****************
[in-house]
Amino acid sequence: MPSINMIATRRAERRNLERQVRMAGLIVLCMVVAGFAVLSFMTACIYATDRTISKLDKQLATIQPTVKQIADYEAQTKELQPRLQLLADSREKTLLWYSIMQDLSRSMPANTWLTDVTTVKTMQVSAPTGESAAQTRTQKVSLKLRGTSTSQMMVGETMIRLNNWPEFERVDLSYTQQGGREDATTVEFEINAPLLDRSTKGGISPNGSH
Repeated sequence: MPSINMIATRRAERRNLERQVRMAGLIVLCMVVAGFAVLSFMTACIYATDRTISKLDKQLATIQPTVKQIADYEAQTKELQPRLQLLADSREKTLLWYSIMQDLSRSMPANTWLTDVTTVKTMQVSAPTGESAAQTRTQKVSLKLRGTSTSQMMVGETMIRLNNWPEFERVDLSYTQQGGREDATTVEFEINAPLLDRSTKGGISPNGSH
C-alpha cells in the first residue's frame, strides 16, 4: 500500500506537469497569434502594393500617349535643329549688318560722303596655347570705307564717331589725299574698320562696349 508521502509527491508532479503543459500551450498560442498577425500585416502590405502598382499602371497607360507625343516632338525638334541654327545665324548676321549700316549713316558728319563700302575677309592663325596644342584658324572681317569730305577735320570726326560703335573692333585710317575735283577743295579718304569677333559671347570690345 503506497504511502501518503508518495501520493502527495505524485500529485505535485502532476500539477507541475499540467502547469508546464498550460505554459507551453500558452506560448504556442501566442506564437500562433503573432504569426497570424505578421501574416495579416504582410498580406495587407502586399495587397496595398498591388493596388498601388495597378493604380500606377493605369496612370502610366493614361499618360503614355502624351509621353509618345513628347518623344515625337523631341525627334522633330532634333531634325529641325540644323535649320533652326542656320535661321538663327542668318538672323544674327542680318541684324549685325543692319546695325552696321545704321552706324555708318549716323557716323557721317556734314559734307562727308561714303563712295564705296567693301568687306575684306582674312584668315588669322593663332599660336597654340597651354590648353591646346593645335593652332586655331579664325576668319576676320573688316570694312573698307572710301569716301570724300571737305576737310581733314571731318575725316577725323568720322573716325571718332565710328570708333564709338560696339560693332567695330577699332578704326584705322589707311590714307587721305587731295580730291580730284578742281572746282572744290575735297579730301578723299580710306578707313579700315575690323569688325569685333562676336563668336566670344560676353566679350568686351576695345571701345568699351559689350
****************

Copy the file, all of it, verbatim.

[in-house]
Amino acid sequence: MPSINMIATRRAERRNLERQVRMAGLIVLCMVVAGFAVLSFMTACIYATDRTISKLDKQLATIQPTVKQIADYEAQTKELQPRLQLLADSREKTLLWYSIMQDLSRSMPANTWLTDVTTVKTMQVSAPTGESAAQTRTQKVSLKLRGTSTSQMMVGETMIRLNNWPEFERVDLSYTQQGGREDATTVEFEINAPLLDRSTKGGISPNGSH
Repeated sequence: MPSINMIATRRAERRNLERQVRMAGLIVLCMVVAGFAVLSFMTACIYATDRTISKLDKQLATIQPTVKQIADYEAQTKELQPRLQLLADSREKTLLWYSIMQDLSRSMPANTWLTDVTTVKTMQVSAPTGESAAQTRTQKVSLKLRGTSTSQMMVGETMIRLNNWPEFERVDLSYTQQGGREDATTVEFEINAPLLDRSTKGGISPNGSH
C-alpha cells in the first residue's frame, strides 16, 4: 500500500506537469497569434502594393500617349535643329549688318560722303596655347570705307564717331589725299574698320562696349 508521502509527491508532479503543459500551450498560442498577425500585416502590405502598382499602371497607360507625343516632338525638334541654327545665324548676321549700316549713316558728319563700302575677309592663325596644342584658324572681317569730305577735320570726326560703335573692333585710317575735283577743295579718304569677333559671347570690345 503506497504511502501518503508518495501520493502527495505524485500529485505535485502532476500539477507541475499540467502547469508546464498550460505554459507551453500558452506560448504556442501566442506564437500562433503573432504569426497570424505578421501574416495579416504582410498580406495587407502586399495587397496595398498591388493596388498601388495597378493604380500606377493605369496612370502610366493614361499618360503614355502624351509621353509618345513628347518623344515625337523631341525627334522633330532634333531634325529641325540644323535649320533652326542656320535661321538663327542668318538672323544674327542680318541684324549685325543692319546695325552696321545704321552706324555708318549716323557716323557721317556734314559734307562727308561714303563712295564705296567693301568687306575684306582674312584668315588669322593663332599660336597654340597651354590648353591646346593645335593652332586655331579664325576668319576676320573688316570694312573698307572710301569716301570724300571737305576737310581733314571731318575725316577725323568720322573716325571718332565710328570708333564709338560696339560693332567695330577699332578704326584705322589707311590714307587721305587731295580730291580730284578742281572746282572744290575735297579730301578723299580710306578707313579700315575690323569688325569685333562676336563668336566670344560676353566679350568686351576695345571701345568699351559689350